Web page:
Yougov published some interesting polling results today which in a lot of ways seem contradictory. They asked people about Ed Miliband’s leadership of the Labour Party, and the direction Labour should take in the future. Here’s the results (click to enlarge):
Around a third of respondents think that Labour under Ed Miliband was too left wing and 40% thought the new leader should move Labour more to the centre. This should be a surprising result, as Labour’s manifesto was not remotely left-wing, promising to continue austerity and talking tough on immigration and social security. To me though it shows the power of framing, and how media presentation can feed through to public perceptions. Constant reinforcement of ‘Red Ed’ and labelling certain policies as ‘communist’ seems to have done the trick.
If we contrast this with some other results from the same poll, the picture becomes a bit less clear as Yougov’s Peter Kellner explains in this blogpost. If you ask people where they sit on the political spectrum, the most popular answer seems to be ‘right in the middle’. You get a rather nice bell shaped curve like this:
“The centre is where I am” seems to be the mantra. You hear politicians talk quite a lot about ‘reclaiming the centre ground’. For example the Lib Dem’s entire strategy seemed to be based around placing themselves slap bang in the middle between Labour and Conservative. They failed miserably of course, but not for that reason. Tony Blair was probably the master of claiming the centre ground, but the main point for politicians I guess is that to be successful you need to reframe the centre as “whatever platform we are running on”.
Words associated with left-wing and right-wing have a lot of negative baggage attached now so trying to attach a positive message to them is probably futile. They have kind of lost all meaning now. Everything to the left of whoever is in power is labelled as dangerous socialism, while the same is true to a lesser extent of the right wing.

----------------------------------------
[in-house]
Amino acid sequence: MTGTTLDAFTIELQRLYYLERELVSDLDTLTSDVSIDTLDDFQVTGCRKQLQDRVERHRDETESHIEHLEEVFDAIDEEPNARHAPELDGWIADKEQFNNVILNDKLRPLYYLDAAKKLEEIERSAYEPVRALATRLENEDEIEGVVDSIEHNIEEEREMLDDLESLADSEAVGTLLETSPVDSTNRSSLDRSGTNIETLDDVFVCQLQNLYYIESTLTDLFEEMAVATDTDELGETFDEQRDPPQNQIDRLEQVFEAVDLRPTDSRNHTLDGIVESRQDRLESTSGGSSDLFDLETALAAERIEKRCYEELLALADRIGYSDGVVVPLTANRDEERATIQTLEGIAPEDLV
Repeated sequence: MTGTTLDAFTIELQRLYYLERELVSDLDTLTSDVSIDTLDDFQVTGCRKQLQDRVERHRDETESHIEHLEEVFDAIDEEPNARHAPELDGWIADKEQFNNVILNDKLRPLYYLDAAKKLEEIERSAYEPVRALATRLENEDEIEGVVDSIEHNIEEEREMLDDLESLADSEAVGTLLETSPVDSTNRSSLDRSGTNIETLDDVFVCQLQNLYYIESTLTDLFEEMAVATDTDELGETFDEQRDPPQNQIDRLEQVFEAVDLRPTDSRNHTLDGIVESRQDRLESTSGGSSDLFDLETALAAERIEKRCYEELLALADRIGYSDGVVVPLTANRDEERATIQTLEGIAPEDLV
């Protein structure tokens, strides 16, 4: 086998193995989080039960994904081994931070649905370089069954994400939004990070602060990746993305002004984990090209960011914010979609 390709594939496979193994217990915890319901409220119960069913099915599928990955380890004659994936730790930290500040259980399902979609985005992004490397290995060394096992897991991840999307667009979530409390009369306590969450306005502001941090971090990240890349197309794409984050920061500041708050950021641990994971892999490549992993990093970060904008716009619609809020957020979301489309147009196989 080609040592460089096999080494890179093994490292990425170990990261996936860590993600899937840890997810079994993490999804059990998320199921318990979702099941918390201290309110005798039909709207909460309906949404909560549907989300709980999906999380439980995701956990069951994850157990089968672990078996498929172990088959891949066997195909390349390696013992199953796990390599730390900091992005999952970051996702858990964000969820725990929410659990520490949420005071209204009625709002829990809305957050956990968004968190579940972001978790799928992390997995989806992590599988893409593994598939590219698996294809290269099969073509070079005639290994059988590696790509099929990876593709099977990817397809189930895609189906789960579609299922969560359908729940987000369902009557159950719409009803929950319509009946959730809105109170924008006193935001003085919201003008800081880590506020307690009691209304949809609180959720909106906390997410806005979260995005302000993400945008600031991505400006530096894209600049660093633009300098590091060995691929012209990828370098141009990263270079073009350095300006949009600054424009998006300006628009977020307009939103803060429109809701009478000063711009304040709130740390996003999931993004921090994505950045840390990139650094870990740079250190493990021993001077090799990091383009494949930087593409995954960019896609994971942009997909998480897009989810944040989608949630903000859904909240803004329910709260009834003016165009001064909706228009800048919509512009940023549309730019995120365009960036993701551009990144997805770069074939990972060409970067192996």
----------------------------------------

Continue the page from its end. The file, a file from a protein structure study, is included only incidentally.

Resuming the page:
So what does this mean for Labour? It seems clear that whoever wins the Labour leadership contest will want to present themselves as being in the centre. A moderate. A safe pair of hands. This is probably unavoidable, but being in the centre doesn’t mean your ideas need to bland and middle of the road. If you look at the public’s opinion on a range of issues, they are quite ‘leftish’ on a number of things (while still calling themselves centrist). Here is another finding from the Yougov poll linked to above:
Previous polls have also shown strong public support for nationalisation of certain industries like the railways and utilities. Unfortunately (to me) though, the British people also seem quite preoccupied with making sure those unlucky enough to not have a job are not too comfortable:
To me though, this presents an opportunity. If you can successfully frame yourself as being part of the centre, you can promote some quite radical policies while keeping a lot of voters on side. The public clearly want to see less people dependent on social security payments, so why not give them that by offering a guaranteed job to anyone willing and able to work?
It seems also that people can clearly see that capitalism is working incredibly well for those at the top, but less well for everyone else. There are some quite radical ideas that can tap into this while still being “pro-market”. I liked this recent comment from fellow blogger Neil Wilson:
It’s time to stop being ‘pro-business’ and start being ‘pro-market’.
– If you’re pro-market then you remove power and size differentials wherever they may be to ensure competition is allowed to work.
– If you’re pro-market then you ensure that everybody has an alternative job offer open to them via a Job Guarantee, ensuring there is always competition for labour resources.
– If you’re pro-market you address monopolies and rentier issues to ensure that resources are always fully utilised and available at the best prices.
‘pro-business’ people take the opposite view on these points.
Business needs to be treated as cattle not pets. They are looked after and farmed for what the output they provide, but if they stop doing that then they are culled to avoid wasting resources better used by others.
I think that’s dead right and is an attitude that should have support from across the political spectrum. The more interesting thinkers on the right like Douglas Carswell often talk of their disdain for ‘crony capitalism’, and would likely sign up to policies that were ‘pro-market’.
‘The radical centre’ is a phrase I’ve often heard (usually by people who are neither radical nor in the centre), but it does sort of capture an approach that could be successful. Convince voters you are in the centre and they’ll feel comfortable coming out to support you even if your policies offer a clear break with the status quo. It’s all about hitting the right notes by framing your ideas in the right way. It will be hard for any Labour leader to achieve this though, but hopefully one or more will at least try something new. The early signs are not great though.